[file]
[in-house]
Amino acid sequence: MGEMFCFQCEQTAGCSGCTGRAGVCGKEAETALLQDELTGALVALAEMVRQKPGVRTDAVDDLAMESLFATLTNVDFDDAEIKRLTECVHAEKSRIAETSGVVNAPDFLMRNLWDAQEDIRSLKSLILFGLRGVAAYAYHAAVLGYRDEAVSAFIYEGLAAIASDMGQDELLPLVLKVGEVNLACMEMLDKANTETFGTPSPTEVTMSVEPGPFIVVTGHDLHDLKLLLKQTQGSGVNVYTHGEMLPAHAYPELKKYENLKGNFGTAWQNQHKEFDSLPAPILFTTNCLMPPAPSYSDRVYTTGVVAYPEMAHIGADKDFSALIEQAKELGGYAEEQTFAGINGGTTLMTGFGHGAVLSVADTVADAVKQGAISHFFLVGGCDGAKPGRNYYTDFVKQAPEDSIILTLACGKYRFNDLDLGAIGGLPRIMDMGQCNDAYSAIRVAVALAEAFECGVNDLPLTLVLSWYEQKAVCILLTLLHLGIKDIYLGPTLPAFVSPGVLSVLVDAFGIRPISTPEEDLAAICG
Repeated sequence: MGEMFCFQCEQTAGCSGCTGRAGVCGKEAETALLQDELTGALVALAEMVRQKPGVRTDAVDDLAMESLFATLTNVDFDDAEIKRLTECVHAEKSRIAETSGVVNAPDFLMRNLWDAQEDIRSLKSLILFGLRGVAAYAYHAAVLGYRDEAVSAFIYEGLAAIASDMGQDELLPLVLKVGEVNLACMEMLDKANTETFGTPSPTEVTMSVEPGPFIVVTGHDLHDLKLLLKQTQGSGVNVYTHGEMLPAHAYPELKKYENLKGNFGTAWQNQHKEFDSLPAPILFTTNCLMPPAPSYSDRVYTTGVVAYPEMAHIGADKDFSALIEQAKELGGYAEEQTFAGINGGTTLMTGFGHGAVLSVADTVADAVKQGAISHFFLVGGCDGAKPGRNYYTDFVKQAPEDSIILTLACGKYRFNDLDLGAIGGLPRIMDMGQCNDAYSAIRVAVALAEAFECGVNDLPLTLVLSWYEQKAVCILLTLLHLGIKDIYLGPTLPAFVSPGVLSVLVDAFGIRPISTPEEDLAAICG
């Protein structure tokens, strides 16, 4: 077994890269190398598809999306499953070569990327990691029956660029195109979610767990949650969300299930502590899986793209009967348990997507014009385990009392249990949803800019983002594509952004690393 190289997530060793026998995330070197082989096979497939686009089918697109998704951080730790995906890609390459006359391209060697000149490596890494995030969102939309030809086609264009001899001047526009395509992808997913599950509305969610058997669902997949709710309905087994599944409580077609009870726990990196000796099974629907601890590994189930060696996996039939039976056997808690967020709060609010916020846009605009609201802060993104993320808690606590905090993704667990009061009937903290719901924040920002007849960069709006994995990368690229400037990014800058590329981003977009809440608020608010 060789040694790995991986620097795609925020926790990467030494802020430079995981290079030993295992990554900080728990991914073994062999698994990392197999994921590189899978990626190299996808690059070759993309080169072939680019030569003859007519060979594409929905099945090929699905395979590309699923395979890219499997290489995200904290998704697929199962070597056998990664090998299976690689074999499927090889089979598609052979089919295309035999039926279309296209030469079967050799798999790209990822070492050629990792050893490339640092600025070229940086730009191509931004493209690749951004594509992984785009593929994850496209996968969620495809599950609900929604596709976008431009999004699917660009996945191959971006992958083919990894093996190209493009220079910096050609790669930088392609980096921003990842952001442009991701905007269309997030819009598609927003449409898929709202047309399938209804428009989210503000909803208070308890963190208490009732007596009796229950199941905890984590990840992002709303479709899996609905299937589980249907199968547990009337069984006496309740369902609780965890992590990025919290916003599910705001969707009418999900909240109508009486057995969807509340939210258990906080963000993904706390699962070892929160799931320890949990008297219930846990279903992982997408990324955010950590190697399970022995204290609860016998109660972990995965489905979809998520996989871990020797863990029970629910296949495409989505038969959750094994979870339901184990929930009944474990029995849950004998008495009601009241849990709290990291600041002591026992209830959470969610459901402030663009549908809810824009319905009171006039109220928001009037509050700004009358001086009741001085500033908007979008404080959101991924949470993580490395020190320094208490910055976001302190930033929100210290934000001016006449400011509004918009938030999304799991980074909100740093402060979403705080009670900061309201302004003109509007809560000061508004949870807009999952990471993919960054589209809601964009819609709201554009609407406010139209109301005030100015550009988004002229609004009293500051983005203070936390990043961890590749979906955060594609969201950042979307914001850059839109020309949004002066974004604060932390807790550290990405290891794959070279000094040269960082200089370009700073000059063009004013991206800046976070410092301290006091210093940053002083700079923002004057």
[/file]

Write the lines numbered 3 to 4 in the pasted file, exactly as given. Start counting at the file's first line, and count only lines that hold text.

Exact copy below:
Repeated sequence: MGEMFCFQCEQTAGCSGCTGRAGVCGKEAETALLQDELTGALVALAEMVRQKPGVRTDAVDDLAMESLFATLTNVDFDDAEIKRLTECVHAEKSRIAETSGVVNAPDFLMRNLWDAQEDIRSLKSLILFGLRGVAAYAYHAAVLGYRDEAVSAFIYEGLAAIASDMGQDELLPLVLKVGEVNLACMEMLDKANTETFGTPSPTEVTMSVEPGPFIVVTGHDLHDLKLLLKQTQGSGVNVYTHGEMLPAHAYPELKKYENLKGNFGTAWQNQHKEFDSLPAPILFTTNCLMPPAPSYSDRVYTTGVVAYPEMAHIGADKDFSALIEQAKELGGYAEEQTFAGINGGTTLMTGFGHGAVLSVADTVADAVKQGAISHFFLVGGCDGAKPGRNYYTDFVKQAPEDSIILTLACGKYRFNDLDLGAIGGLPRIMDMGQCNDAYSAIRVAVALAEAFECGVNDLPLTLVLSWYEQKAVCILLTLLHLGIKDIYLGPTLPAFVSPGVLSVLVDAFGIRPISTPEEDLAAICG
């Protein structure tokens, strides 16, 4: 077994890269190398598809999306499953070569990327990691029956660029195109979610767990949650969300299930502590899986793209009967348990997507014009385990009392249990949803800019983002594509952004690393 190289997530060793026998995330070197082989096979497939686009089918697109998704951080730790995906890609390459006359391209060697000149490596890494995030969102939309030809086609264009001899001047526009395509992808997913599950509305969610058997669902997949709710309905087994599944409580077609009870726990990196000796099974629907601890590994189930060696996996039939039976056997808690967020709060609010916020846009605009609201802060993104993320808690606590905090993704667990009061009937903290719901924040920002007849960069709006994995990368690229400037990014800058590329981003977009809440608020608010 060789040694790995991986620097795609925020926790990467030494802020430079995981290079030993295992990554900080728990991914073994062999698994990392197999994921590189899978990626190299996808690059070759993309080169072939680019030569003859007519060979594409929905099945090929699905395979590309699923395979890219499997290489995200904290998704697929199962070597056998990664090998299976690689074999499927090889089979598609052979089919295309035999039926279309296209030469079967050799798999790209990822070492050629990792050893490339640092600025070229940086730009191509931004493209690749951004594509992984785009593929994850496209996968969620495809599950609900929604596709976008431009999004699917660009996945191959971006992958083919990894093996190209493009220079910096050609790669930088392609980096921003990842952001442009991701905007269309997030819009598609927003449409898929709202047309399938209804428009989210503000909803208070308890963190208490009732007596009796229950199941905890984590990840992002709303479709899996609905299937589980249907199968547990009337069984006496309740369902609780965890992590990025919290916003599910705001969707009418999900909240109508009486057995969807509340939210258990906080963000993904706390699962070892929160799931320890949990008297219930846990279903992982997408990324955010950590190697399970022995204290609860016998109660972990995965489905979809998520996989871990020797863990029970629910296949495409989505038969959750094994979870339901184990929930009944474990029995849950004998008495009601009241849990709290990291600041002591026992209830959470969610459901402030663009549908809810824009319905009171006039109220928001009037509050700004009358001086009741001085500033908007979008404080959101991924949470993580490395020190320094208490910055976001302190930033929100210290934000001016006449400011509004918009938030999304799991980074909100740093402060979403705080009670900061309201302004003109509007809560000061508004949870807009999952990471993919960054589209809601964009819609709201554009609407406010139209109301005030100015550009988004002229609004009293500051983005203070936390990043961890590749979906955060594609969201950042979307914001850059839109020309949004002066974004604060932390807790550290990405290891794959070279000094040269960082200089370009700073000059063009004013991206800046976070410092301290006091210093940053002083700079923002004057």